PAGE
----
The home where Woolf lived out her Night and Day
Night and Day, Jacob’s Dalloway The Common Reader Mrs ous house, too. In 1917, Virginia and Leonard bought a hand printing press for £19 5s 5d. They kept it in their drawing room and used it to publish “at low prices short works of merit” that would not appeal to a large public. They called it Hogarth Press, after their house. Within five years, Hogarth Press had published works by TS Eliot, EM Forster and Sigmund Freud. What started as a hobby, to give Virginia distraction from writing and her depression, soon grew into a large commercial publisher, releasing 527 titles in 29 years. Today, Hogarth Press is part of publishing giant Penguin Random House, and the property where it all began – complete with blue plaque – is now on the market. It has been divided into two townhouses, for sale through Savills at £3.75million each, following an extensive refurbishment by Berwick Hill Properties. The developer bought the Grade II listed building in 2012 but it took two years before planning permission was granted. The idea to split it into two was a financial one: “the market wasn’t there” for a single larger house, says Jonathan Carey of Donald Insall Associates, the conservation architecture practice that worked on the project. But the local conservation officer was not convinced. “She said, you can’t do that, you’re ruining a Victorian property,” Carey recalls. But over the following months of research, he had a stroke of luck. After noticing something “not quite right” with the stair joinery, he came to “the most extraordinary conclusion: that the building we were looking at then had in fact already been converted into two houses.”
The property, built in 1750, had been divided in 1870 when the house fell into disrepair following the area’s decline in social stand- ing. Virginia and Leonard Woolf initially moved into the left townhouse, buying the other one in the early Twenties. It was turned into business premises in 1934, and the two halves were reunited in the Seventies.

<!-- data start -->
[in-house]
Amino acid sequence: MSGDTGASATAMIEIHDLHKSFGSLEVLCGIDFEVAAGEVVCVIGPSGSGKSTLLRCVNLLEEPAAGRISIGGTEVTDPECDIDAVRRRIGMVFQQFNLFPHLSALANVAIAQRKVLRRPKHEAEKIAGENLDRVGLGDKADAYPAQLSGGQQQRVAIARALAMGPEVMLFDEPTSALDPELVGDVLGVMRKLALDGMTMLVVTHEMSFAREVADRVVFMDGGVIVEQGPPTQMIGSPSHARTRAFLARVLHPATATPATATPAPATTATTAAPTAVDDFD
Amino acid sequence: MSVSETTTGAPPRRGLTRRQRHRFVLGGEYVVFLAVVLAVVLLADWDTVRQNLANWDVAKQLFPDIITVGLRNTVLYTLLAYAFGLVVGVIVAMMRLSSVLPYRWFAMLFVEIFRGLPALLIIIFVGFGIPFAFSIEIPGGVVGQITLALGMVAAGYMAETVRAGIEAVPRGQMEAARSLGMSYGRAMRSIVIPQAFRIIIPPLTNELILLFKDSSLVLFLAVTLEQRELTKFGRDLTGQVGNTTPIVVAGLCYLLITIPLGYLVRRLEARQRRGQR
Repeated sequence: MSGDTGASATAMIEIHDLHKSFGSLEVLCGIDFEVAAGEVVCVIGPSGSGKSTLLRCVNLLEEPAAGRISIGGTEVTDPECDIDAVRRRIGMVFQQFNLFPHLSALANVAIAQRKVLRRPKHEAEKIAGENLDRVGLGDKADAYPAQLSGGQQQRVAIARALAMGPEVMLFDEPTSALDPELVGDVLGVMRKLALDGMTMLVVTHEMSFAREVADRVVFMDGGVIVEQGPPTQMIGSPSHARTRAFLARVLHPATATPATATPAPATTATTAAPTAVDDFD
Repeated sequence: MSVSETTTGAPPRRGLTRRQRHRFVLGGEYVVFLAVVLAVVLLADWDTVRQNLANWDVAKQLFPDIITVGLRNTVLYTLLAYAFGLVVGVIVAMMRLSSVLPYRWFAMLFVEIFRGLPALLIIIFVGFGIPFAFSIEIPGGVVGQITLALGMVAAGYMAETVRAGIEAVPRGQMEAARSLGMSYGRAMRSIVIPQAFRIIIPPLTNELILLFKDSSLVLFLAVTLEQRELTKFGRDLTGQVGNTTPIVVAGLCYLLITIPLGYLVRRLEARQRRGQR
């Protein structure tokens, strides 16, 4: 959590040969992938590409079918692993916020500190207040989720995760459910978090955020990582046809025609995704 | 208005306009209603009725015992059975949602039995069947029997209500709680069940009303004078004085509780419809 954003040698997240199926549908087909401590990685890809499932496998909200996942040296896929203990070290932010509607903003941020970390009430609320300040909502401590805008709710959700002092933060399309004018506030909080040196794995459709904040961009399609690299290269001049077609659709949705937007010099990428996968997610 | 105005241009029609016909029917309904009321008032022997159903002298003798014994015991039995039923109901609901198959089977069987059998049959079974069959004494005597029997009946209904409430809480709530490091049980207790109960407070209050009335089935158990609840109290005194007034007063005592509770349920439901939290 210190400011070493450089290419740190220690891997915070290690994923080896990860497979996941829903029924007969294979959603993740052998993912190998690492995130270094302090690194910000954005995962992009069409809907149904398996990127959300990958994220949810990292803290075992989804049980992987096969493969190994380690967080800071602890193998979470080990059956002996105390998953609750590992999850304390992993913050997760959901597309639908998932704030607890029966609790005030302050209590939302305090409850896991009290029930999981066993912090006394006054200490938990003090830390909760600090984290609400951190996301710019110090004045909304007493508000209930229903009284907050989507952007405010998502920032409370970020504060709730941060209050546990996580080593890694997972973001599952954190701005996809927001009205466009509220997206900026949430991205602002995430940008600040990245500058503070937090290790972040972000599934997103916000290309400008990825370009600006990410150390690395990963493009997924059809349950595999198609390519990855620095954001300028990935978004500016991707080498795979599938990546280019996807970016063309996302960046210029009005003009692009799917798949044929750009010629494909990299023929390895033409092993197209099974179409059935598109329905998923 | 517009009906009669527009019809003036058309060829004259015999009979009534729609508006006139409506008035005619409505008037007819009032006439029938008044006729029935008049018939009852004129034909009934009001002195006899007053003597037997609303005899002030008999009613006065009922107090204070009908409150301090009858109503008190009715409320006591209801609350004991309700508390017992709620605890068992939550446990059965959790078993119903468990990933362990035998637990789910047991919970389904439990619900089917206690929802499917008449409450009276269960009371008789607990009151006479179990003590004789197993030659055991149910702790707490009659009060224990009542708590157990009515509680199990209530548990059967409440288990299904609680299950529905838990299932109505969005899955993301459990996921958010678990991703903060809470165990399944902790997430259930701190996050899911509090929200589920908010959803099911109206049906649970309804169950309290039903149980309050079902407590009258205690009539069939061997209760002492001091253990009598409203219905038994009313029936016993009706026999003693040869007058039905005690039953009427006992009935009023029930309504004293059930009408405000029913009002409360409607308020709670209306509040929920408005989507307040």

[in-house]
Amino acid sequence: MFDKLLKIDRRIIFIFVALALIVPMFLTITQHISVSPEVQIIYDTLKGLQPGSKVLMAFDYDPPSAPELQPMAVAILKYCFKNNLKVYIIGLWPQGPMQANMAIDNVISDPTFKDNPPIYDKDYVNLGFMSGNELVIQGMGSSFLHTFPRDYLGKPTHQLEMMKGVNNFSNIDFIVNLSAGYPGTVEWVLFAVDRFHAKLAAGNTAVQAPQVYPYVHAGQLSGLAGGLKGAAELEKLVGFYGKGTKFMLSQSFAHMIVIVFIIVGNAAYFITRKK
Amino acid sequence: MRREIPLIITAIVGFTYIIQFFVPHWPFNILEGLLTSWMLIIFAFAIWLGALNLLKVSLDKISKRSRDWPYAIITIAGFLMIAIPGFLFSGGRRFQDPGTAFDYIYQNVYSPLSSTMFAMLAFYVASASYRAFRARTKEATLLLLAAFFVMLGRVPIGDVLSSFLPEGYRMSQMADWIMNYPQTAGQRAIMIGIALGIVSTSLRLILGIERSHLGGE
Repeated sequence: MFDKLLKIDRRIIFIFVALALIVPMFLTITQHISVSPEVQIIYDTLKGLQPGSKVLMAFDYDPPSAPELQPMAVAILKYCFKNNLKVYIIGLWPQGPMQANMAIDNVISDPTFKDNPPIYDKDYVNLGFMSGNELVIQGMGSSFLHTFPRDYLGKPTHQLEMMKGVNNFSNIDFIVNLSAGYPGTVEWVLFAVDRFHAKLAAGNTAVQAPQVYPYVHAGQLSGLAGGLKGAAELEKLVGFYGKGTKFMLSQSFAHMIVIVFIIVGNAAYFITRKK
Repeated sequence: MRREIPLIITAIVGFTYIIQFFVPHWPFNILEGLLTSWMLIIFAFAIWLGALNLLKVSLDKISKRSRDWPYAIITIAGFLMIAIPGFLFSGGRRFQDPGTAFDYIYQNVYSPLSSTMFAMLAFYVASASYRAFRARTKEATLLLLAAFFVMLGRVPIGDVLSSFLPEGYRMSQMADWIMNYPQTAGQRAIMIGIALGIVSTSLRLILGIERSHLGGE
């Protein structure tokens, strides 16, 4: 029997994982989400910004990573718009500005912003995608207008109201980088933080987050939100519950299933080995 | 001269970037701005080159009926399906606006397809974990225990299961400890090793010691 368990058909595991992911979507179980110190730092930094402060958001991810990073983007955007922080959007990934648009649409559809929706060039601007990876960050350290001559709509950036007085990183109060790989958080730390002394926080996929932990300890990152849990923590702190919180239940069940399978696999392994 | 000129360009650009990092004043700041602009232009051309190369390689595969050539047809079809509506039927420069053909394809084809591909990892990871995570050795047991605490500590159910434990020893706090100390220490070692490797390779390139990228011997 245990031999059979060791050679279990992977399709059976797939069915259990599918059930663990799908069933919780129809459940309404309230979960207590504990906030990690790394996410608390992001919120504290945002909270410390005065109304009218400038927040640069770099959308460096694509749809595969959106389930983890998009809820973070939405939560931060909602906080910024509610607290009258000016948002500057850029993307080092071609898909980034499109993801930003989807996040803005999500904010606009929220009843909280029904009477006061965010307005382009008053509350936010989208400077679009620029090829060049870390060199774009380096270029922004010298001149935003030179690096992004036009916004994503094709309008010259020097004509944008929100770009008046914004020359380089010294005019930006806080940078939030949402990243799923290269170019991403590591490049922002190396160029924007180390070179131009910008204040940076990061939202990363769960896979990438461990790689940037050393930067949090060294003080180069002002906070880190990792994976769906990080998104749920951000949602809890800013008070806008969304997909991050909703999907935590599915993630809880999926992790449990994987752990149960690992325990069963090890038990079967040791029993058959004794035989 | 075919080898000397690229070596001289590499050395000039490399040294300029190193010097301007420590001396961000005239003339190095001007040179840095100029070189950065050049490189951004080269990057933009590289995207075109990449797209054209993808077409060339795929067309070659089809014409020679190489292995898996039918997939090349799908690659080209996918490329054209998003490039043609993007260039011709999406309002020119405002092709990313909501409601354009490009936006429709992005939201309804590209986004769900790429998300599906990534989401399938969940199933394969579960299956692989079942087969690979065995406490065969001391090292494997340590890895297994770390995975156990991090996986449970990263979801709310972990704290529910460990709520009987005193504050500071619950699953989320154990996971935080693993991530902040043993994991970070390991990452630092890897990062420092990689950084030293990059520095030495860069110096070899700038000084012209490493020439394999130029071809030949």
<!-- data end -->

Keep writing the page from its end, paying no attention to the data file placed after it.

The 18-month project took twice as long as expected, says Hannah Durden, development manager at Berwick Hill. Some 15 layers of paint had to be stripped off the hand-carved wooden panelling, and decades worth of dirt (not to mention pornographic magazines from the Sixties) had to be cleaned from under the floorboards. Now, both five-bedroom houses have restored period features, plush modern interiors and courtyard gardens. The left house is called “Leonard”, and the right, “Virginia”, bears the blue plaque.
“We knew from day one that this was a very important building,” says Jeremy Richardson, director of Berwick Hill. “There aren’t many opportunities in life to own a house that has played such an important role in English literary history.” And, Durden adds, of all the blue plaques in London, only one in 10 relates to women. “That makes this even more of a rare commodity.”
Both townhouses now boast restored period features and plush, modern interior decoration; Virginia Woolf, far left, lived at Hogarth House from 1915 to 1924 The 1750 villa is now for sale as two townhouses, ‘Leonard’ on the left and ‘Virginia’ on the right, with the blue plaque marking one of literature’s most influential figures